Afghan Vacuum Led to Buddha Destruction – March 18, 2001

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Ever since they commenced destroying statues belonging to Afghanistan’s pre-Islamic Buddhist past, the Taliban militia, who have ruled Afghanistan since 1996, have been roundly condemned by the international community for this spectacular act of cultural vandalism.

The two statues of Lord Buddha around 170 feet and 120 feet high, carved into a mountainside in Bamiyan, 60 miles west of Kabul, were the most prized examples of Buddhist piety and art. Many other artifacts housed in the Kabul museum and elsewhere in that war-ravaged country have been pulverized into dust by the fanatical Taliban, who were deaf both to international criticism or entreaties to allow foreign museums to cart away the pieces against payment.

It seems that the Taliban are reveling in the international notoriety caused by their grisly deed. Pakistan, Iran, Saudi Arabia, the Organization of the Islamic Conference and the U.N. secretary-general, during his current visit to South Asia, all failed to change the mind of the Taliban leadership.

Once the ruler of the “Islamic Emirate of Afghanistan” the reclusive and enigmatic Mullah Mohammed Umar, had given his edict that the statues were idols and had to be destroyed, that was it. Pleas by Islamic leaders that Islam enjoins respect for all religions and had a long history of religious tolerance and coexistence with followers of other faiths, fell on deaf ears.

The Taliban tried to justify their bizarre act of self laceration as an internal religious matter, which the international community had blown out of proportion. The Taliban foreign minister, Abdul Wakil Motawakkal stated that when Hindu zealots destroyed the Babri mosque, a symbol of Moghul Islamic rule in India in 1993 in a fit of religious bigotry, the international community had not taken much notice.

So why the furor now?

Another Taliban minister said that the international community should approach Burhanuddin Rabbani (whose whereabouts are uncertain), whom they still recognized as the president of Afghanistan to save these “idols.”

Why would a regime that is embroiled in an internecine conflict with the Northern Alliance, which has a terrible media image, which stands isolated and sanctioned by the United Nations, perpetrate an act so indefensible by any canons of rational conduct? One school of thought believes that after trying unsuccessfully to win international legitimacy and recognition for years, the Taliban lost all hope of support. Just as a disturbed individual hurts himself or herself to draw attention to his or her need for solace, sympathy and support, the Taliban acted likewise.

In a way they were not far wrong. They are having a field day with official and media attention, but the publicity they are getting is totally negative and will further isolate and marginalize them.

Even the sizable reduction of the area under opium poppy cultivation, which is acknowledged by the United Nations, and which would have been applauded under normal circumstances, has been eclipsed by the destruction of the Buddhas of Bamiyan.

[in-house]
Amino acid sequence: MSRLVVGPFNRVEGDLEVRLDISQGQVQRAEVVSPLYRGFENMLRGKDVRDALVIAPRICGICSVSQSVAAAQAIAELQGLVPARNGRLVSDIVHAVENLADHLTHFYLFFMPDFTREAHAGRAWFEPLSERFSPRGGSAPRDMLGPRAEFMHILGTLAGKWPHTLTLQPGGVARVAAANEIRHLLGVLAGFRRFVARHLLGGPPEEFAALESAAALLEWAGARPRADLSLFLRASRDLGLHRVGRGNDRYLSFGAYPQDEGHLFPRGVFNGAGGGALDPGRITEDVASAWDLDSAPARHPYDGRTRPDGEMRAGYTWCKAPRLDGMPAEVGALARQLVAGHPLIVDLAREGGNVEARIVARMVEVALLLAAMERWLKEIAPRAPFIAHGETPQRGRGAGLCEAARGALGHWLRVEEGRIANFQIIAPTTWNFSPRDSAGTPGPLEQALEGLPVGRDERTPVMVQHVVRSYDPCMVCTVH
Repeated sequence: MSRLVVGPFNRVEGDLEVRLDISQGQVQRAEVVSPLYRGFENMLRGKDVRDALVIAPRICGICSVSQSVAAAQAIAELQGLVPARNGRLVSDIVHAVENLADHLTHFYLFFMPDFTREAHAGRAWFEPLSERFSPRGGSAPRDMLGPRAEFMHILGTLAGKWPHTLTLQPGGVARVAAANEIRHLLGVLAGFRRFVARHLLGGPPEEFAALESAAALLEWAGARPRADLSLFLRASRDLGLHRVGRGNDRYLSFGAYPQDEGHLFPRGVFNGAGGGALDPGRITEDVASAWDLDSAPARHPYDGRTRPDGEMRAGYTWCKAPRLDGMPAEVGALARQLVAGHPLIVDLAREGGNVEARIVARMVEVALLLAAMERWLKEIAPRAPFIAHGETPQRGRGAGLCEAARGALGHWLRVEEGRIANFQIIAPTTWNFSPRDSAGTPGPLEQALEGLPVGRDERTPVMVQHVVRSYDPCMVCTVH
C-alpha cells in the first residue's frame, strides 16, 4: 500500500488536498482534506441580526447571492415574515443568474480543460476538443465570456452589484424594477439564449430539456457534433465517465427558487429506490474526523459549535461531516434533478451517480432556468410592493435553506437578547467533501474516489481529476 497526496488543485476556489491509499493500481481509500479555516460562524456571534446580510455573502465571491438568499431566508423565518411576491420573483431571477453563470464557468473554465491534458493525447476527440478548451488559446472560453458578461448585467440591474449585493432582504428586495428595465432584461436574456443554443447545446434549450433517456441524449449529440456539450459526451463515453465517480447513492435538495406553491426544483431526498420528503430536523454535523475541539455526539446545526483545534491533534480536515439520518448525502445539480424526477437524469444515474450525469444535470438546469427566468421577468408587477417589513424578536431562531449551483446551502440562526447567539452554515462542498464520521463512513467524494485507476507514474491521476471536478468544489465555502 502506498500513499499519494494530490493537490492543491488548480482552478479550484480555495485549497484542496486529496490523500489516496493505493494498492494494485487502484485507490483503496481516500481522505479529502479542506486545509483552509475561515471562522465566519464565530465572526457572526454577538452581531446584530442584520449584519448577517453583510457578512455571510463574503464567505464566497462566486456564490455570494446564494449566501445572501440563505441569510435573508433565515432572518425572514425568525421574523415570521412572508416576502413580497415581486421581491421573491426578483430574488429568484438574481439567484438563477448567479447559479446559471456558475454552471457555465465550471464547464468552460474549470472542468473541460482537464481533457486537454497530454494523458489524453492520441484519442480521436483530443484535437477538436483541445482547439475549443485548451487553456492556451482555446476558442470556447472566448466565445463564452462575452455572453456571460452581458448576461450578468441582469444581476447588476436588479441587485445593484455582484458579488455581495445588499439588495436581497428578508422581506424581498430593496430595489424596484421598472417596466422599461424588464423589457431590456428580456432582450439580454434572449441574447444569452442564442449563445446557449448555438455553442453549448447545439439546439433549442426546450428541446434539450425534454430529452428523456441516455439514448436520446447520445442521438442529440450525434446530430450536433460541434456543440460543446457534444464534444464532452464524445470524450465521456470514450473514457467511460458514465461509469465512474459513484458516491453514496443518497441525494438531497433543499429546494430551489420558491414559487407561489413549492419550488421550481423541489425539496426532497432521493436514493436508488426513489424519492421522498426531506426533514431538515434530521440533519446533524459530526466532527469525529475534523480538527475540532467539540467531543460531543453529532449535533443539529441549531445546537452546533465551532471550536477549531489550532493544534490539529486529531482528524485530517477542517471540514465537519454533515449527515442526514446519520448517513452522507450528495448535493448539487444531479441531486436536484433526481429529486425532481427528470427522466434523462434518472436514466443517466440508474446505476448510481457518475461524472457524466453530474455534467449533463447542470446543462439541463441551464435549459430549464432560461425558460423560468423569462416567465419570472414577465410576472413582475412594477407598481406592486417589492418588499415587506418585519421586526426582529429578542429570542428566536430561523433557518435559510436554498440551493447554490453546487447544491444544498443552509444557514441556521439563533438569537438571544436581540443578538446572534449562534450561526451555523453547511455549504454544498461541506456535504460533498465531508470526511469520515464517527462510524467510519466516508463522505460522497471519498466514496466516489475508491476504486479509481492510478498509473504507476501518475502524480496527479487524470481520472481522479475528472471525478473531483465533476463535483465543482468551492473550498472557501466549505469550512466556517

The international community, principally the United States and the West, cannot be absolved for contributing directly and indirectly in creating the Taliban mindset. Soon after the Soviet army withdrew from Afghanistan in 1988, after being defeated by the Afghan resistance, it lost further interest in Afghanistan.

Hardly any thought was given to the reconstruction and rehabilitation of Afghanistan, a country decimated by a decade of Soviet-instigated civil war. While international attention moved to other areas, Afghanistan failed to find peace. The various factions fell on each other.

The huge vacuum in the Afghan body politic facilitated the rise of the Taliban. We failed to learn from the baneful experience of how Nazism and fascism had emerged in Germany and Italy taking advantage of the political vacuum in these countries, which was conducive to the emergence of extremist political leaderships.

The Taliban are oblivious that the sanctuary they provide to the alleged terrorist Osama bin Ladin, the oppressive and dictatorial nature of their regime, the seclusion and sequestration of women, their childish obsession with facial hair (woe betide any hapless Afghan male who does not have a beard of the requisite length) are bringing a bad name to Islam.

Zealots that they are, they believe that what they are doing has divine sanction. We have seen similar bigotry and zealotry in past ages.

Even today in this era of globalization and seamless frontiers, racism, xenophobia and hate exist side by side with attempts to understand and cooperate with religions and cultures other than our own.

One has only to go to a soccer stadium in Europe to see disgraceful manifestations of these unacceptable proclivities. I am personally glad that the Islamic world has strongly criticized and distanced itself from the latest manifestation of Taliban intolerance.

Countless innocent people have suffered enormously through times immemorial at the hands of bigots and zealots.

The global community has to join hands to fight and contain these standard bearers of the modern Inquisition. There can be no truck with a mindset mired in a hate filled iconoclasm, which strikes at pluralism and diversity, which are the bedrock of peace and progress.

— S. Azmat Hassan is adjunct professor at Seton Hall University and a former ambassador of Pakistan.
— From: The Daily Record, Morristown, NJ
— Published: March 18, 2001

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